According to Manetho, Menes used brute force to accomplish the unification and establish the first centralized administration of the land, resources and people.

Founded the city of Memphis

According to the Turin Papyrus (also known as the Turin Papyrus of Kings) and some works from Greek historian Herodotus, Menes diverted the course of the Nile River in Lower Egypt in order to establish the ancient Egyptian city Memphis. From then onward, Memphis played a key role in Egypt, serving as the capital of ancient Egypt in the Old Kingdom (c. 2686 – c. 2134 B.C.E).

However, Manetho begs to differ, stating that the pharaoh was a native of the province of Thinis. The historian credits the establishment of Memphis to Menes’ son, Athothis.

Egyptian city of Memphis

Map of Lower Egypt showing the important ancient Egyptian city of Memphis

Embarked on several foreign conquests

Upon the political unification of Upper and Lower Egypt, King Menes’s power and resources would certainly have increased, affording him the chance to expand the boundaries of Egypt even further. With his capital at Memphis in Lower Egypt, he most likely deployed a centralized reign, where he had full control over all the labor force and fertile agriculture lands in the Nile Delta.

Took advantage of the profitable trade routes

Egypt’s first pharaoh Menes also benefited tremendously from the various lucrative trade routes to the Levant. Armed with all that resources, Menes, as well as his successors, could afford to put up exquisite royal palaces and fund the various mortuary cults. Under his reign, Egypt thrived and became prosperous.

When did Pharaoh Menes reign?

Due to the lack of any conclusive archaeological findings, many scholars and Egyptologists have come out with different time periods for the reign of Menes. But what is conclusively clear is that scholars place Menes’ reign in the first dynasty. And modern scholars often state that the first dynasty began around 3100 BCE.

Did you know: The dates of the first dynasty have ranged from as early as 5000 BCE to as late 1800 BCE? For example, German Egyptologist Franz Joseph Lauth claimed that the first dynasty began in 4157 BCE.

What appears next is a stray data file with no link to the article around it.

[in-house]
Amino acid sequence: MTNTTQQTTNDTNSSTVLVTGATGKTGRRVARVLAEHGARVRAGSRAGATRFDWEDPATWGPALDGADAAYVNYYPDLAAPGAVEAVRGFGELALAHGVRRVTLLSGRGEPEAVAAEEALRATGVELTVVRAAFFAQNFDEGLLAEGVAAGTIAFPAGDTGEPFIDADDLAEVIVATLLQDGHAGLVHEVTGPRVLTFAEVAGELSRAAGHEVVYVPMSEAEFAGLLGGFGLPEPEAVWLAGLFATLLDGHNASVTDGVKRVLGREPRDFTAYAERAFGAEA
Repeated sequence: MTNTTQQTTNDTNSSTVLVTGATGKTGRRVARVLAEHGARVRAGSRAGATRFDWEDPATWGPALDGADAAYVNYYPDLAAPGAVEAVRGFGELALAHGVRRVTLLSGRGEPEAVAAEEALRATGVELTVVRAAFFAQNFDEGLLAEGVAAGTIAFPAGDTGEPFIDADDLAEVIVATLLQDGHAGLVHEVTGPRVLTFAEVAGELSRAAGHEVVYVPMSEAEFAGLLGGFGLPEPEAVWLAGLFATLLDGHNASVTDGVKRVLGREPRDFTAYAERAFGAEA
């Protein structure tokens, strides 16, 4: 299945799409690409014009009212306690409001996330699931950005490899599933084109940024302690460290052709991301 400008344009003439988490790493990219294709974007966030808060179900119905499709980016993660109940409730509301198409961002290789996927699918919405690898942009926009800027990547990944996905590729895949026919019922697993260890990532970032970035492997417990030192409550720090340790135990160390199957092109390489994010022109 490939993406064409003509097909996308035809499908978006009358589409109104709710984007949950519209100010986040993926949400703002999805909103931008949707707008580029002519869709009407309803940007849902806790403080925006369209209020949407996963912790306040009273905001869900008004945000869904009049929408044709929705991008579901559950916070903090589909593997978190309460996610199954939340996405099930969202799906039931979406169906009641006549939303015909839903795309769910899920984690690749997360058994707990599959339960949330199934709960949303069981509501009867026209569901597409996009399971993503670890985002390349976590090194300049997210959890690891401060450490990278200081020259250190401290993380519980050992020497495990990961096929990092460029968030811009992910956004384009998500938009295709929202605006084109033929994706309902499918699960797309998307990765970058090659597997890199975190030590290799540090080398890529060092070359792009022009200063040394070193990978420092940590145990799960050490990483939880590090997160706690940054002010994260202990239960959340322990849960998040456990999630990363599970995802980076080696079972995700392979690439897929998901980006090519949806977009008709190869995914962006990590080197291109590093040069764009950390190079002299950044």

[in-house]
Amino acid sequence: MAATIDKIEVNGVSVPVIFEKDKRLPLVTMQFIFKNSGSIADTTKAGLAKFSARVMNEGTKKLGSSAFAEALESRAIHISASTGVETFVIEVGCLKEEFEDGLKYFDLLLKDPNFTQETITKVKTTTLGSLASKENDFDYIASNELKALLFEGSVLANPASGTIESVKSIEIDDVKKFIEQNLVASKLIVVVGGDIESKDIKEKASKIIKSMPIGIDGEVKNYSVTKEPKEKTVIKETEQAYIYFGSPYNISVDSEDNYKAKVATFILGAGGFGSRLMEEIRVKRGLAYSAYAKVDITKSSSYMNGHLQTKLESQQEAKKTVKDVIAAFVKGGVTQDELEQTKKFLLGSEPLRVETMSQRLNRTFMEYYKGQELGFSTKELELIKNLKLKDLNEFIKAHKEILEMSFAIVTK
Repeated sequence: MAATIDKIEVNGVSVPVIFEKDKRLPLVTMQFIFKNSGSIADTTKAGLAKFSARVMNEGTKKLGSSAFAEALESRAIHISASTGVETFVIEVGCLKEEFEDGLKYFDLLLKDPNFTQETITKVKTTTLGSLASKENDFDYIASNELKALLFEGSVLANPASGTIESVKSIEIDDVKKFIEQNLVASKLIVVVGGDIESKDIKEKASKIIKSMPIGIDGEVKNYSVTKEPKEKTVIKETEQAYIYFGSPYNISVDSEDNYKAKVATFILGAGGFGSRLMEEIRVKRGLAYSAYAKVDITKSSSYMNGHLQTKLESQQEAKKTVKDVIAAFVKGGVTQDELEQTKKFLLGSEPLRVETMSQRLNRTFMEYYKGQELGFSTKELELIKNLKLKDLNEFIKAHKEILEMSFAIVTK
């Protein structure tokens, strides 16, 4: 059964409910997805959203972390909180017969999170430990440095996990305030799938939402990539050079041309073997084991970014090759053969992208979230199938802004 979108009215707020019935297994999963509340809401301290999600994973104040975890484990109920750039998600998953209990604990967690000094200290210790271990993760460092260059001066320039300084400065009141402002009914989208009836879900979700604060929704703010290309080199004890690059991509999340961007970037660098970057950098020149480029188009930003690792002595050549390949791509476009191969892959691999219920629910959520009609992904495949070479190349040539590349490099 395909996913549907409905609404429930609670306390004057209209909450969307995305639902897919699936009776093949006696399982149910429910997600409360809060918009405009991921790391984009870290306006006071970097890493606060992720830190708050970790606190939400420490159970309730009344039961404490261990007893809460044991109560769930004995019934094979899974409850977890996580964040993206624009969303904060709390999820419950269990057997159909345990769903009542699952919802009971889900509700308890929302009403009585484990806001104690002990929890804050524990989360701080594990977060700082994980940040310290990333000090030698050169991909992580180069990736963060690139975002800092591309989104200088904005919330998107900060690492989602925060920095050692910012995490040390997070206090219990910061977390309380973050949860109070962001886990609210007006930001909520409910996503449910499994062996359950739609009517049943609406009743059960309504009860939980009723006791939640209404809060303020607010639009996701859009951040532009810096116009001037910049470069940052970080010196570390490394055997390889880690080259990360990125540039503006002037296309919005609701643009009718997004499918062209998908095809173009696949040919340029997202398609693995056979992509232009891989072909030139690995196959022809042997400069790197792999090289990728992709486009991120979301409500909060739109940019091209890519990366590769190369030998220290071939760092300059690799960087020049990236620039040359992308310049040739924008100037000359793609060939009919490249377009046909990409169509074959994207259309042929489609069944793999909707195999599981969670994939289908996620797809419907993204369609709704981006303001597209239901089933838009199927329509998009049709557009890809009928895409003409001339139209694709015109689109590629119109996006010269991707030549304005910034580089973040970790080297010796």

According to Flinders Petrie and a number of other scholars, Menes was succeeded to the throne by Hor-Aha.

How did King Menes die?

The pharaoh Menes perhaps represents all the kings that were involved in unifying Lower and Upper Egypt. However, for some scholars and historians, such as Manetho, Menes was a single pharaoh who stayed on the throne for a little bit more than 60 years before he was killed by a wild hippopotamus.

Read More:

Other interesting things worth knowing about Menes

  • Another famed ancient Greek historian by the name of Diodorus Siculus credits King Menes with introducing his people to religious sacrifices and the various gods and goddesses. Diodorus also stated that Menes improved the living conditions of his people, injecting a lot of pomp and pageantry into royal affairs and events.
  • Some Twenty-Fourth Dynasty Egyptian pharaohs – for example Tefnakht and Plutarch – made disparaging inscriptions about Menes. They called him an opponent of luxury. There is no clear cut reason as to why those pharaohs tried to tarnish his name.
  • When Menes was attacked by his own hunting dogs, he is believed to have jumped on the back of a crocodile and rode across Lake Moeris. According to Diodorus Siculus, he founded the city of Crocodilopolis over there.
  • A number of scholars claim that the Narmer and Aha monuments found during excavations at Abydos could actually be Menes. To this day, no concrete evidence exists to prove this.
  • In 2021, a group of archaeologists led by Deborah Vischak of Princeton University and Matthew Adams of New York University made startling discovery of a 5,000-year-old large-scale brewery at a royal funerary site in North Abydos, 280 miles south of Egypt’s capital Cairo. It’s been stated it well may be the world’s oldest beer factory, according to some scholars of ancient Egypt. The ruins are believed to date to the early First Dynastic Period, under the rule of King Menes (Narmer).
  • The unification of Egypt did not happen overnight. It most likely did not occur during the reign of a single pharaoh. Considering the scale of the two lands, the unification process must have been an arduous and bloody endeavor that likely took enormous amount of resources and long periods of time to pull off.

    Egyptian god Hapi

    It was believed that the Egyptian god Hapi used the papyrus and reed plants to unite  Upper and Lower Egypt